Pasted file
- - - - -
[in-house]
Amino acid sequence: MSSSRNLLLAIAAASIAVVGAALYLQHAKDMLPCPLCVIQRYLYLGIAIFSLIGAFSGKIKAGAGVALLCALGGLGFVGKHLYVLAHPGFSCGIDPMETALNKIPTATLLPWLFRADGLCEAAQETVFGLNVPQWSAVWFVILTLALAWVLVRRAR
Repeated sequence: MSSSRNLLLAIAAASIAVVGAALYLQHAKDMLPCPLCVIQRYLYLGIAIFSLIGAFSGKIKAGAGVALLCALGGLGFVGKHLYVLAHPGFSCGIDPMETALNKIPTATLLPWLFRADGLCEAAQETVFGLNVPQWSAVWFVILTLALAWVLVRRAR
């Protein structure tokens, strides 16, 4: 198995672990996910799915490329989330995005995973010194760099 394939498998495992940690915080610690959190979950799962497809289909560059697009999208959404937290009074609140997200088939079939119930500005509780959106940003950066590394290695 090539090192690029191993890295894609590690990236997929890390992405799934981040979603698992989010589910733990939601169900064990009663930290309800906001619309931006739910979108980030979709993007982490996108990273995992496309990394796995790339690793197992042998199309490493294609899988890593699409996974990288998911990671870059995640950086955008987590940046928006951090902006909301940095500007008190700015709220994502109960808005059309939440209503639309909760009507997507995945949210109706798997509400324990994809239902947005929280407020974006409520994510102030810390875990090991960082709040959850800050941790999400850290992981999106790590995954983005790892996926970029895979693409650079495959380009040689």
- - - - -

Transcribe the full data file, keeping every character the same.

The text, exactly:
[in-house]
Amino acid sequence: MSSSRNLLLAIAAASIAVVGAALYLQHAKDMLPCPLCVIQRYLYLGIAIFSLIGAFSGKIKAGAGVALLCALGGLGFVGKHLYVLAHPGFSCGIDPMETALNKIPTATLLPWLFRADGLCEAAQETVFGLNVPQWSAVWFVILTLALAWVLVRRAR
Repeated sequence: MSSSRNLLLAIAAASIAVVGAALYLQHAKDMLPCPLCVIQRYLYLGIAIFSLIGAFSGKIKAGAGVALLCALGGLGFVGKHLYVLAHPGFSCGIDPMETALNKIPTATLLPWLFRADGLCEAAQETVFGLNVPQWSAVWFVILTLALAWVLVRRAR
């Protein structure tokens, strides 16, 4: 198995672990996910799915490329989330995005995973010194760099 394939498998495992940690915080610690959190979950799962497809289909560059697009999208959404937290009074609140997200088939079939119930500005509780959106940003950066590394290695 090539090192690029191993890295894609590690990236997929890390992405799934981040979603698992989010589910733990939601169900064990009663930290309800906001619309931006739910979108980030979709993007982490996108990273995992496309990394796995790339690793197992042998199309490493294609899988890593699409996974990288998911990671870059995640950086955008987590940046928006951090902006909301940095500007008190700015709220994502109960808005059309939440209503639309909760009507997507995945949210109706798997509400324990994809239902947005929280407020974006409520994510102030810390875990090991960082709040959850800050941790999400850290992981999106790590995954983005790892996926970029895979693409650079495959380009040689």